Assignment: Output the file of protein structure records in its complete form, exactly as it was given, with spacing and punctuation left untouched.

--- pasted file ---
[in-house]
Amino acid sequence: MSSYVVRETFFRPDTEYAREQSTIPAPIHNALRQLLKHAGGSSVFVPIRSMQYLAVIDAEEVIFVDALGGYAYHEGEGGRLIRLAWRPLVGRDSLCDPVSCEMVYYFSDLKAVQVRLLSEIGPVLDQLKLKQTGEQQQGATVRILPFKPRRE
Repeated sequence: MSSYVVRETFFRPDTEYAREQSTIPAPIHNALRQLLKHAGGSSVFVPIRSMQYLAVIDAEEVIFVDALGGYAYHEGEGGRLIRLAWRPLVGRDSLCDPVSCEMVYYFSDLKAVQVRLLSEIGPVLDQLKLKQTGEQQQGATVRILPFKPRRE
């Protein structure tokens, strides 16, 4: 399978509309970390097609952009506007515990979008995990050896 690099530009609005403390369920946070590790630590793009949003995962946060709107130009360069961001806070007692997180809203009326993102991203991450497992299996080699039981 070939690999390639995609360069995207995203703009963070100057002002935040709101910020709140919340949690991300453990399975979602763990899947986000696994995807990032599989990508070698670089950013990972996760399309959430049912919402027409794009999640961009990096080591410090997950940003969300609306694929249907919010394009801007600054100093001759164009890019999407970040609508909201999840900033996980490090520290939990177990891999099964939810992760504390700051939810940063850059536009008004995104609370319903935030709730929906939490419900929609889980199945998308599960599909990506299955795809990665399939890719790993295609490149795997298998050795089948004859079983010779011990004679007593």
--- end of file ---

[in-house]
Amino acid sequence: MSSYVVRETFFRPDTEYAREQSTIPAPIHNALRQLLKHAGGSSVFVPIRSMQYLAVIDAEEVIFVDALGGYAYHEGEGGRLIRLAWRPLVGRDSLCDPVSCEMVYYFSDLKAVQVRLLSEIGPVLDQLKLKQTGEQQQGATVRILPFKPRRE
Repeated sequence: MSSYVVRETFFRPDTEYAREQSTIPAPIHNALRQLLKHAGGSSVFVPIRSMQYLAVIDAEEVIFVDALGGYAYHEGEGGRLIRLAWRPLVGRDSLCDPVSCEMVYYFSDLKAVQVRLLSEIGPVLDQLKLKQTGEQQQGATVRILPFKPRRE
């Protein structure tokens, strides 16, 4: 399978509309970390097609952009506007515990979008995990050896 690099530009609005403390369920946070590790630590793009949003995962946060709107130009360069961001806070007692997180809203009326993102991203991450497992299996080699039981 070939690999390639995609360069995207995203703009963070100057002002935040709101910020709140919340949690991300453990399975979602763990899947986000696994995807990032599989990508070698670089950013990972996760399309959430049912919402027409794009999640961009990096080591410090997950940003969300609306694929249907919010394009801007600054100093001759164009890019999407970040609508909201999840900033996980490090520290939990177990891999099964939810992760504390700051939810940063850059536009008004995104609370319903935030709730929906939490419900929609889980199945998308599960599909990506299955795809990665399939890719790993295609490149795997298998050795089948004859079983010779011990004679007593």